[cap-talk] Fwd: HotSec '07
erights at gmail.com
Sat Jul 7 19:20:29 EDT 2007
The Horton paper just got accepted to Hotsec (Hot Topics in Security)
2007. Referee comments below. The deadline for the final paper is
7/31. In order to address the referee's issues and stay within the 5
page limit, some cleverness will be needed. Suggestions appreciated!
---------- Forwarded message ----------
From: Trent Jaeger <tjaeger at cse.psu.edu>
Date: Jul 6, 2007 9:33 AM
Subject: HotSec '07
To: erights at gmail.com
Cc: hotsec07chair at usenix.org
On behalf of the 2007 Workshop on Hot Topics in Security (HotSec07)
program committee, I am pleased to invite you and one other of your
coauthors (if applicable) to participate in the the workshop, to be
held August 7, 2007 in Boston, MA, in conjunction with the USENIX
Your position paper below has been selected for presentation at the
Workshop and inclusion in the workshop proceedings.
"Delegating Responsibility in Digital Systems: Horton's Who Done It?"
The program committee's reviews for your paper are included below;
please take the comments into account as you revise your paper and
prepare your presentation. As with all referee reports, remember that
different reviewers will sometimes express contradictory opinions.
You (or a coauthor) will be expected to make a brief (10-15 minute)
presentation that serves as a starting point for a discussion that you
will then lead. Participants will be asked to be critical,
provocative, and creative in responding to your presentation; we will
expect and encourage lively discussion and debate.
We received 30 position paper submissions and selected only 10 for
presentation. Papers were selected especially for their potential to
stimulate interesting discussion and to inspire new research
The workshop registration site is up with an early registration deadline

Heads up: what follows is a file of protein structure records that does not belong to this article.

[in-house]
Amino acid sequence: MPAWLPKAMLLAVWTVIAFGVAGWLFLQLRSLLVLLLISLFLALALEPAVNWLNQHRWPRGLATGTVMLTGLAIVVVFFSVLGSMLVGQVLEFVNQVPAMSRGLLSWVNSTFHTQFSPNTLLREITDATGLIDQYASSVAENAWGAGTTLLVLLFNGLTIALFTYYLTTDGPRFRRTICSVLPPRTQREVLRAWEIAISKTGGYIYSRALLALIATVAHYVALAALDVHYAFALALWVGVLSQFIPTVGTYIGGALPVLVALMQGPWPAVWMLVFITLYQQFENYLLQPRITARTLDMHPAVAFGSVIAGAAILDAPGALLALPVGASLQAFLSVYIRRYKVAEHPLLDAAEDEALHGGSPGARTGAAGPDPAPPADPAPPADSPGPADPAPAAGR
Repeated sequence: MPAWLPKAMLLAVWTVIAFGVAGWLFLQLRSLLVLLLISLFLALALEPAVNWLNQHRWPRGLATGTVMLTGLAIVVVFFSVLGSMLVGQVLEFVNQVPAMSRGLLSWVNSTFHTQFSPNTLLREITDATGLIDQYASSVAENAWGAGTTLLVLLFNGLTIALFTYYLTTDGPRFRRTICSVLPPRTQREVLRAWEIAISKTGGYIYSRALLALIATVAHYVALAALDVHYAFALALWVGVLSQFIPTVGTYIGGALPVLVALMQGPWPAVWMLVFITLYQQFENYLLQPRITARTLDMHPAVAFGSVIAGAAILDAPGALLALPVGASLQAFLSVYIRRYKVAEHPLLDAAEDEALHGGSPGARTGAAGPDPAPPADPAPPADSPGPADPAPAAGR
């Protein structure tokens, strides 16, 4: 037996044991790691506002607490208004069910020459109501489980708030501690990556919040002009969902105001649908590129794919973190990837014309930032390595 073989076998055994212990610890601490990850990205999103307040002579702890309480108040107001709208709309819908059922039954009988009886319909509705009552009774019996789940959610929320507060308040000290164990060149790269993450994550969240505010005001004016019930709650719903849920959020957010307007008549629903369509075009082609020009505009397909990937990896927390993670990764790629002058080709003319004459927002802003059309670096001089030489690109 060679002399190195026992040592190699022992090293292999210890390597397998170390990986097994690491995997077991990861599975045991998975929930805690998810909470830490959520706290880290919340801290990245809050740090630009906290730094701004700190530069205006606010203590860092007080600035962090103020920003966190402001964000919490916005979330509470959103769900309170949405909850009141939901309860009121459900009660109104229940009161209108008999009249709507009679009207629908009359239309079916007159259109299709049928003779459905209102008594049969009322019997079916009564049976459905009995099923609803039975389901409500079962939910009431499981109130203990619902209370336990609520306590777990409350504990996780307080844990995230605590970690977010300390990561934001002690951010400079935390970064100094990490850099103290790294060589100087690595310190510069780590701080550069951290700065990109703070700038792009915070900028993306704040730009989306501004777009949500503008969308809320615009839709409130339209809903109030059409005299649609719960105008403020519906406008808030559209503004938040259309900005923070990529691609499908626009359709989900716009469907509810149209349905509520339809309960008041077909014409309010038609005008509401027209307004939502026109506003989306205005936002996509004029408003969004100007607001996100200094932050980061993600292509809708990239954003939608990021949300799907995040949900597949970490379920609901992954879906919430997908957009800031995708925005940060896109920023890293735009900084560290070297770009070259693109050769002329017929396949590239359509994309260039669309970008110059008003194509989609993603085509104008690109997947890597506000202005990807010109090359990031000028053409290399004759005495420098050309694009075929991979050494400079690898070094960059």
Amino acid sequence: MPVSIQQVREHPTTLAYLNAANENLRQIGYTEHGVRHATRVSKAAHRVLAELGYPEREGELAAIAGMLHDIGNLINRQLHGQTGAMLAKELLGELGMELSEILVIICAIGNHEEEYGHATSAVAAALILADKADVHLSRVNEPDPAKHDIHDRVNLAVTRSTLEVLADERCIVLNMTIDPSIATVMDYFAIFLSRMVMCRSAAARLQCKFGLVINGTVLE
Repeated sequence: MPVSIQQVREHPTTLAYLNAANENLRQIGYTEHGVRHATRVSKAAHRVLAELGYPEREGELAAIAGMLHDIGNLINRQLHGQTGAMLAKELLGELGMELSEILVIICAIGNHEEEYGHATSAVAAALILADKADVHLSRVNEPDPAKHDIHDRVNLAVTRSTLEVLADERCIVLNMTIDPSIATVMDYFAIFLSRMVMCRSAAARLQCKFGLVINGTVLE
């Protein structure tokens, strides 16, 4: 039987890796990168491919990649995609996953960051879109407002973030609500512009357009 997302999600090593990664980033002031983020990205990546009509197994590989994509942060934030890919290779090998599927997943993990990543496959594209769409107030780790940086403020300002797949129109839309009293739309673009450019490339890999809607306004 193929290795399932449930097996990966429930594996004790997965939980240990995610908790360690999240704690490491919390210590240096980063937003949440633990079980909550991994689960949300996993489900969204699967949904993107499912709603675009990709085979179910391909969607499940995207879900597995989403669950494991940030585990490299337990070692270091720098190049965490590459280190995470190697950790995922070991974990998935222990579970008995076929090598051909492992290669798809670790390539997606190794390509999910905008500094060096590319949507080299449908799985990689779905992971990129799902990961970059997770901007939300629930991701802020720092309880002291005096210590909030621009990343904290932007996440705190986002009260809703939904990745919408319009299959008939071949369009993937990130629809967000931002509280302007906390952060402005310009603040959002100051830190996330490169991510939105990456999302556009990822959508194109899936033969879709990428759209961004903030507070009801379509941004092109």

of July 27, 2007. Since the workshop is by invitation only, please send
me the name of the registering participants, so I can approve these
registrations (email to hotsec07chair at usenix.org). For more
see the registration web site at:
Congratulations again on your paper, and I look forward to seeing you
HotSec 2007 Chair
Title: Delegating Responsibility in Digital Systems: Horton's Who
Authors: Mark Miller
Email: erights at gmail.com
This paper proposes to solve tracking problems in capability systems.
To be honest, I found this paper a little hard to follow as it seemed
to be a stream of conciousness description of an design with little
supporting text to clairfy the assumptions or tell me what challenges
were faced. Alot of the paper was filler (code, figures without
meaningful captions, ...), so I would expect the authors could have
made the reason to care a little more clear.
- While I thought the abstract was cute, it did not really help me
understand the framing of the paper. Given my trouble really
grasping the details, it would have helped to frame the ideas at the
- In the end, the solution seemed to be thin on idea. Why is this
The authors propose to 'delegate responsibility' when delegating
by attributing actions in object capability systems. The goal is to
access not to the party delegating access but to the party
abusing access. If A delegates access to B and B abuses the delegated
access to C, then C can revoke B without impacting A as long as C can
identify B and
distinguish it from A. The paper is convincing in its argumentation. To
improve the paper, the authors could examine the scalability of their
approach and apply it to a challenging access control problem (e.g.,
Wikipedia). The authors could also compare it to existing reputation-
This paper describes a new technique for capability based access